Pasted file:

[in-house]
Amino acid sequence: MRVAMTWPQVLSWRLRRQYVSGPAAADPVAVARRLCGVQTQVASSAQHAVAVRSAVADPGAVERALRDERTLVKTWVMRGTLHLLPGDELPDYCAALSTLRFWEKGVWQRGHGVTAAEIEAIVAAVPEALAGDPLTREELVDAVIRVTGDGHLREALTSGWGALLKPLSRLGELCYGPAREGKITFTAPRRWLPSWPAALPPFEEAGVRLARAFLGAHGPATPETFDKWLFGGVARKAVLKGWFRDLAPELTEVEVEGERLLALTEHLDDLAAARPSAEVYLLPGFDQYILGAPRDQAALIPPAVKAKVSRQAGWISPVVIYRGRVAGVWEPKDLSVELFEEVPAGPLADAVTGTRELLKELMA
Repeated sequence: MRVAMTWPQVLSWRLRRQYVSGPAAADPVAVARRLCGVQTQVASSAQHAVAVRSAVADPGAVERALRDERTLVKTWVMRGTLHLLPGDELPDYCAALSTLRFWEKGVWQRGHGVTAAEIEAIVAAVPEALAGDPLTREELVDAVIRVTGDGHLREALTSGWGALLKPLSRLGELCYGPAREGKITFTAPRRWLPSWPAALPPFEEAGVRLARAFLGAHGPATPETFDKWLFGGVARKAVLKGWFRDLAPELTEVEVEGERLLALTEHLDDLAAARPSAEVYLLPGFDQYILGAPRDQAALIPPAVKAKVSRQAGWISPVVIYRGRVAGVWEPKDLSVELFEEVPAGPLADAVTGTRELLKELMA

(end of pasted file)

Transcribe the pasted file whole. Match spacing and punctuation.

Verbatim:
[in-house]
Amino acid sequence: MRVAMTWPQVLSWRLRRQYVSGPAAADPVAVARRLCGVQTQVASSAQHAVAVRSAVADPGAVERALRDERTLVKTWVMRGTLHLLPGDELPDYCAALSTLRFWEKGVWQRGHGVTAAEIEAIVAAVPEALAGDPLTREELVDAVIRVTGDGHLREALTSGWGALLKPLSRLGELCYGPAREGKITFTAPRRWLPSWPAALPPFEEAGVRLARAFLGAHGPATPETFDKWLFGGVARKAVLKGWFRDLAPELTEVEVEGERLLALTEHLDDLAAARPSAEVYLLPGFDQYILGAPRDQAALIPPAVKAKVSRQAGWISPVVIYRGRVAGVWEPKDLSVELFEEVPAGPLADAVTGTRELLKELMA
Repeated sequence: MRVAMTWPQVLSWRLRRQYVSGPAAADPVAVARRLCGVQTQVASSAQHAVAVRSAVADPGAVERALRDERTLVKTWVMRGTLHLLPGDELPDYCAALSTLRFWEKGVWQRGHGVTAAEIEAIVAAVPEALAGDPLTREELVDAVIRVTGDGHLREALTSGWGALLKPLSRLGELCYGPAREGKITFTAPRRWLPSWPAALPPFEEAGVRLARAFLGAHGPATPETFDKWLFGGVARKAVLKGWFRDLAPELTEVEVEGERLLALTEHLDDLAAARPSAEVYLLPGFDQYILGAPRDQAALIPPAVKAKVSRQAGWISPVVIYRGRVAGVWEPKDLSVELFEEVPAGPLADAVTGTRELLKELMA